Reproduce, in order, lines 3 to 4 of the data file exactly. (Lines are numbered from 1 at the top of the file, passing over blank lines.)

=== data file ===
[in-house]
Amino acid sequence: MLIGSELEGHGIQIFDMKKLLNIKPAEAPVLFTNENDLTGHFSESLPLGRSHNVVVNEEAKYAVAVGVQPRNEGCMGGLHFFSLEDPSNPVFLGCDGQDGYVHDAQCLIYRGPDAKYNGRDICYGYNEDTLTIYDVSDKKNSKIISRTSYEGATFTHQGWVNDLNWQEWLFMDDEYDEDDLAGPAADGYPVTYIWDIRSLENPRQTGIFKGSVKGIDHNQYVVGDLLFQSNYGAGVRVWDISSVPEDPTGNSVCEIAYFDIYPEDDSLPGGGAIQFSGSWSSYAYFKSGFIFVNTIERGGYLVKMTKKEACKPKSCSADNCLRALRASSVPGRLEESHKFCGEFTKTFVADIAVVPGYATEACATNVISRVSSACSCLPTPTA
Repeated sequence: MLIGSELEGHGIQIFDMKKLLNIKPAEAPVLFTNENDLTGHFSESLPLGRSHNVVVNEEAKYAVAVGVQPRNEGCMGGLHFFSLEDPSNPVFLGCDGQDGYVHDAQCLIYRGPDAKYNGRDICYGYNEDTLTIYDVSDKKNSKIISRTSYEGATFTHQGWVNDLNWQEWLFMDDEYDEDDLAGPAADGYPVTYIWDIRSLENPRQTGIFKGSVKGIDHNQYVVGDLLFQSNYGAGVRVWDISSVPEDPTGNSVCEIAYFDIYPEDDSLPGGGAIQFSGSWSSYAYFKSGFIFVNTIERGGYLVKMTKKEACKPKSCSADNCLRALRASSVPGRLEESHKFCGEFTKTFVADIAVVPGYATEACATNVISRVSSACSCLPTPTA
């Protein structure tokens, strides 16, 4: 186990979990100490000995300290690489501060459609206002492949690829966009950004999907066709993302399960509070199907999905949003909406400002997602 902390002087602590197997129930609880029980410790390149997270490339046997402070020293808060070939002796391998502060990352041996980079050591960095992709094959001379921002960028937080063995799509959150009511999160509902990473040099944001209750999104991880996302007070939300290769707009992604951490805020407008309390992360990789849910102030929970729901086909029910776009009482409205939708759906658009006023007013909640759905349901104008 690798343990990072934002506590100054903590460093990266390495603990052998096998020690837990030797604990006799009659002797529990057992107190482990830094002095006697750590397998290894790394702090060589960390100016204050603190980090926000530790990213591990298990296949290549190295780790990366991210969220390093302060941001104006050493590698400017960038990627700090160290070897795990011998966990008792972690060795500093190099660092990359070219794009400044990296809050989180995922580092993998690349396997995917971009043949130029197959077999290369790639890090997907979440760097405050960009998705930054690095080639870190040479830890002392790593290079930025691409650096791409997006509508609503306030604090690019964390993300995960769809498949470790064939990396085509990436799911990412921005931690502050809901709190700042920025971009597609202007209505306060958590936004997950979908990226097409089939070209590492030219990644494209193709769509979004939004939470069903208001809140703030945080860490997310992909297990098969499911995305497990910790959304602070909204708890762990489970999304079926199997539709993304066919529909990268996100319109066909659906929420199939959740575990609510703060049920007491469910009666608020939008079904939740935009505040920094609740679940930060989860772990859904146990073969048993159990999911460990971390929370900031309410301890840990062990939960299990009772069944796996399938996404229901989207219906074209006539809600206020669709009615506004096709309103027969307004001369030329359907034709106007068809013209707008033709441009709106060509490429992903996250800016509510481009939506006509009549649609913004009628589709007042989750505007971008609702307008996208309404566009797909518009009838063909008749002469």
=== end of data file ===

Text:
Repeated sequence: MLIGSELEGHGIQIFDMKKLLNIKPAEAPVLFTNENDLTGHFSESLPLGRSHNVVVNEEAKYAVAVGVQPRNEGCMGGLHFFSLEDPSNPVFLGCDGQDGYVHDAQCLIYRGPDAKYNGRDICYGYNEDTLTIYDVSDKKNSKIISRTSYEGATFTHQGWVNDLNWQEWLFMDDEYDEDDLAGPAADGYPVTYIWDIRSLENPRQTGIFKGSVKGIDHNQYVVGDLLFQSNYGAGVRVWDISSVPEDPTGNSVCEIAYFDIYPEDDSLPGGGAIQFSGSWSSYAYFKSGFIFVNTIERGGYLVKMTKKEACKPKSCSADNCLRALRASSVPGRLEESHKFCGEFTKTFVADIAVVPGYATEACATNVISRVSSACSCLPTPTA
């Protein structure tokens, strides 16, 4: 186990979990100490000995300290690489501060459609206002492949690829966009950004999907066709993302399960509070199907999905949003909406400002997602 902390002087602590197997129930609880029980410790390149997270490339046997402070020293808060070939002796391998502060990352041996980079050591960095992709094959001379921002960028937080063995799509959150009511999160509902990473040099944001209750999104991880996302007070939300290769707009992604951490805020407008309390992360990789849910102030929970729901086909029910776009009482409205939708759906658009006023007013909640759905349901104008 690798343990990072934002506590100054903590460093990266390495603990052998096998020690837990030797604990006799009659002797529990057992107190482990830094002095006697750590397998290894790394702090060589960390100016204050603190980090926000530790990213591990298990296949290549190295780790990366991210969220390093302060941001104006050493590698400017960038990627700090160290070897795990011998966990008792972690060795500093190099660092990359070219794009400044990296809050989180995922580092993998690349396997995917971009043949130029197959077999290369790639890090997907979440760097405050960009998705930054690095080639870190040479830890002392790593290079930025691409650096791409997006509508609503306030604090690019964390993300995960769809498949470790064939990396085509990436799911990412921005931690502050809901709190700042920025971009597609202007209505306060958590936004997950979908990226097409089939070209590492030219990644494209193709769509979004939004939470069903208001809140703030945080860490997310992909297990098969499911995305497990910790959304602070909204708890762990489970999304079926199997539709993304066919529909990268996100319109066909659906929420199939959740575990609510703060049920007491469910009666608020939008079904939740935009505040920094609740679940930060989860772990859904146990073969048993159990999911460990971390929370900031309410301890840990062990939960299990009772069944796996399938996404229901989207219906074209006539809600206020669709009615506004096709309103027969307004001369030329359907034709106007068809013209707008033709441009709106060509490429992903996250800016509510481009939506006509009549649609913004009628589709007042989750505007971008609702307008996208309404566009797909518009009838063909008749002469």